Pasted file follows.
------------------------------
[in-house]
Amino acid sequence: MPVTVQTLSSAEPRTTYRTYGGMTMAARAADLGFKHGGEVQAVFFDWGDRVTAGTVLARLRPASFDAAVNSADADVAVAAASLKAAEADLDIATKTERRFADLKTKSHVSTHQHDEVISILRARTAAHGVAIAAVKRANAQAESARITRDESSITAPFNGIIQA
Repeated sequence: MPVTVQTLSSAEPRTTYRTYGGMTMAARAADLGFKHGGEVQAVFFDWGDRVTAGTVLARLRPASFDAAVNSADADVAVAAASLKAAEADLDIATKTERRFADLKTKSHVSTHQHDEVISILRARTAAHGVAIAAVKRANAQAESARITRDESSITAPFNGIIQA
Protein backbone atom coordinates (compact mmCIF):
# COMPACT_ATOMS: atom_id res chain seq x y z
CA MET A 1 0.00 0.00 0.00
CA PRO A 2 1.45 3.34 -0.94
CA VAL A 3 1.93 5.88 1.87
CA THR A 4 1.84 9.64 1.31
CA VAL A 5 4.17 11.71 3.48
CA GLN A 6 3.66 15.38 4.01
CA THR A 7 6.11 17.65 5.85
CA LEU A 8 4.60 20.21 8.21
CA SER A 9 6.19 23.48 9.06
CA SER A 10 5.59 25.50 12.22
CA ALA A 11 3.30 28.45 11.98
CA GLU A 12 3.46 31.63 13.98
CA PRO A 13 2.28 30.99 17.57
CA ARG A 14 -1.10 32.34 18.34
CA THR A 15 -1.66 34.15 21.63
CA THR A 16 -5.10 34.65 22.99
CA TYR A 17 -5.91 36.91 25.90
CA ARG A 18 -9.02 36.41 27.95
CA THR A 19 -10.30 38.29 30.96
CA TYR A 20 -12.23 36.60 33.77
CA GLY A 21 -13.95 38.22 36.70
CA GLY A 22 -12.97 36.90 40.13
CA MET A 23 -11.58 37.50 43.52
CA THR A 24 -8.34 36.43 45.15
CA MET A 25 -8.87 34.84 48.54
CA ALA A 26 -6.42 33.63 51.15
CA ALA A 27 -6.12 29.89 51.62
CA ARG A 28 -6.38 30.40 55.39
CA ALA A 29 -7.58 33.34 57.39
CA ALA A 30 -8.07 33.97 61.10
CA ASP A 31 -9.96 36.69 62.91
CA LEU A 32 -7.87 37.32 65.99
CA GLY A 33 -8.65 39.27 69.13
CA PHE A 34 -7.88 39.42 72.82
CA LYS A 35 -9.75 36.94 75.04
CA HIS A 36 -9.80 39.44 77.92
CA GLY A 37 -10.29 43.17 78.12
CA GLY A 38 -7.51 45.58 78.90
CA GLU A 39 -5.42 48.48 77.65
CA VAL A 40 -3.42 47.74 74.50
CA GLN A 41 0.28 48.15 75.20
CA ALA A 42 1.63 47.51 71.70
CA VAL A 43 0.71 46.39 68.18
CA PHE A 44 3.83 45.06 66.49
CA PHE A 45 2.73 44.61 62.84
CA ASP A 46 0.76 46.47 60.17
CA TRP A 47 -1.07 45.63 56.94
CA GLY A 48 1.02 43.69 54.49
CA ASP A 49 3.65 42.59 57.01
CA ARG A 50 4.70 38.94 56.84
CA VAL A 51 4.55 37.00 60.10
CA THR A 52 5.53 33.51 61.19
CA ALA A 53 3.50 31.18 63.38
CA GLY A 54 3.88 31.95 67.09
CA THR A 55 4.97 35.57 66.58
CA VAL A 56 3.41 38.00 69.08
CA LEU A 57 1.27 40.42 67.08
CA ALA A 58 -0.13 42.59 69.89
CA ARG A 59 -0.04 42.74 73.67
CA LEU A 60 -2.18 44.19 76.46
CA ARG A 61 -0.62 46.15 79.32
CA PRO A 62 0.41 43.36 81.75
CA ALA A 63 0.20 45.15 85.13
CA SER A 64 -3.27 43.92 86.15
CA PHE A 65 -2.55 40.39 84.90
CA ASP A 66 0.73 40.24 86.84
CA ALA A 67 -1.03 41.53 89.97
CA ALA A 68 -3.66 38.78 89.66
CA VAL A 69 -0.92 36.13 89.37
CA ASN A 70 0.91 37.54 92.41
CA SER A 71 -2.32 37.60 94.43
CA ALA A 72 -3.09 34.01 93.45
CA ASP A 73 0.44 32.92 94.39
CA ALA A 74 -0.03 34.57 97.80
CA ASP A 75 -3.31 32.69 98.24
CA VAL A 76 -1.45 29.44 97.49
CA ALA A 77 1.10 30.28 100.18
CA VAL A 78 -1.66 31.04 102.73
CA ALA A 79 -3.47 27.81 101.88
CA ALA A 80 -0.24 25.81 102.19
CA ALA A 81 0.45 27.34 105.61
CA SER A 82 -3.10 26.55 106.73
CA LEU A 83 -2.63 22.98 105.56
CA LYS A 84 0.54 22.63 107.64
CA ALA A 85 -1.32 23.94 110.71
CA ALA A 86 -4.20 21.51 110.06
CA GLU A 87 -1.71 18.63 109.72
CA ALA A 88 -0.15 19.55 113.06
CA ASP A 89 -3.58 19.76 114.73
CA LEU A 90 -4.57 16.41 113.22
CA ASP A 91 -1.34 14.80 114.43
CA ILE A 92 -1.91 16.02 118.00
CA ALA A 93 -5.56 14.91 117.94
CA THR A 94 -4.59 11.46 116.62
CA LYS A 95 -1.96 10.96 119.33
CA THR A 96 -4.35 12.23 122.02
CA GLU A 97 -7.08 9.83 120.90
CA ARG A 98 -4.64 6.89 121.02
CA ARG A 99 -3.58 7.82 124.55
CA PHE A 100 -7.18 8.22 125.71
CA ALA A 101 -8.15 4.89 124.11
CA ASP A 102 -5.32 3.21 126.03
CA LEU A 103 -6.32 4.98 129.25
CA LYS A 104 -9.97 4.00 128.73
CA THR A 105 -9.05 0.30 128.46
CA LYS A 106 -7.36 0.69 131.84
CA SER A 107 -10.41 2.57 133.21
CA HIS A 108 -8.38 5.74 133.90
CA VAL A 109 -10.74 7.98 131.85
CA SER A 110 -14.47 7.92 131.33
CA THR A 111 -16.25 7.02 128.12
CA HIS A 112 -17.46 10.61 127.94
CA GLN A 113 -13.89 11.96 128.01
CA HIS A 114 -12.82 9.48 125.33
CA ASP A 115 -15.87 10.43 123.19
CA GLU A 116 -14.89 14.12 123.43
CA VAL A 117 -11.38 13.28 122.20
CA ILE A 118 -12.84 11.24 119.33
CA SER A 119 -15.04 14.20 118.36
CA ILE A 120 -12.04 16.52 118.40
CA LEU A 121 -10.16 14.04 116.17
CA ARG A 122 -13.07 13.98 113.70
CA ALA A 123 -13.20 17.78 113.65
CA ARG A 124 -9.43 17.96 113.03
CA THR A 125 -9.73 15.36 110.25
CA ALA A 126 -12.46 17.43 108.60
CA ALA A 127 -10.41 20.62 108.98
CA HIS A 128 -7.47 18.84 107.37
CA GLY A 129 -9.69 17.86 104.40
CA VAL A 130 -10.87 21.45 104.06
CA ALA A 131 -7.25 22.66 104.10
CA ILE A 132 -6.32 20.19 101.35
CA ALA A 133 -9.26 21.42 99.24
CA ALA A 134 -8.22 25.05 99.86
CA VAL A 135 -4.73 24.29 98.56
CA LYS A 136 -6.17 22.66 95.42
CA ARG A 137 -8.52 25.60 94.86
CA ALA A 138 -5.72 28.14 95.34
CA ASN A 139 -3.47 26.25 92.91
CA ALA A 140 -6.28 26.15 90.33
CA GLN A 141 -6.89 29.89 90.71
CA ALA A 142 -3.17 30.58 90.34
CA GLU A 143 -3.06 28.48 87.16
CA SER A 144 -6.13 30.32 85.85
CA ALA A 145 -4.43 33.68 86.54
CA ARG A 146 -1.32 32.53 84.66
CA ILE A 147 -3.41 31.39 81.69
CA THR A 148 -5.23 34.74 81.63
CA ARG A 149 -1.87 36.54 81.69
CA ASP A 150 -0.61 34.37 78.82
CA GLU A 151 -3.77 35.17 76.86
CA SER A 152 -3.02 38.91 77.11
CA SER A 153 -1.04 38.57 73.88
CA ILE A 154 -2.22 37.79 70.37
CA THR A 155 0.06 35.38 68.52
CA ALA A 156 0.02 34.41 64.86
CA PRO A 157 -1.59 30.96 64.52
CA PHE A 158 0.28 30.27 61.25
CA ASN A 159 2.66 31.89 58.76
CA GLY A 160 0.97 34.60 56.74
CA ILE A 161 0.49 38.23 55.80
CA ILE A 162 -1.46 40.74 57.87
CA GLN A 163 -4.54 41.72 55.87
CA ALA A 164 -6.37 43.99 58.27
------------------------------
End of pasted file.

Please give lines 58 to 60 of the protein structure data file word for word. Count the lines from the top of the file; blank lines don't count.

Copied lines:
CA ALA A 53 3.50 31.18 63.38
CA GLY A 54 3.88 31.95 67.09
CA THR A 55 4.97 35.57 66.58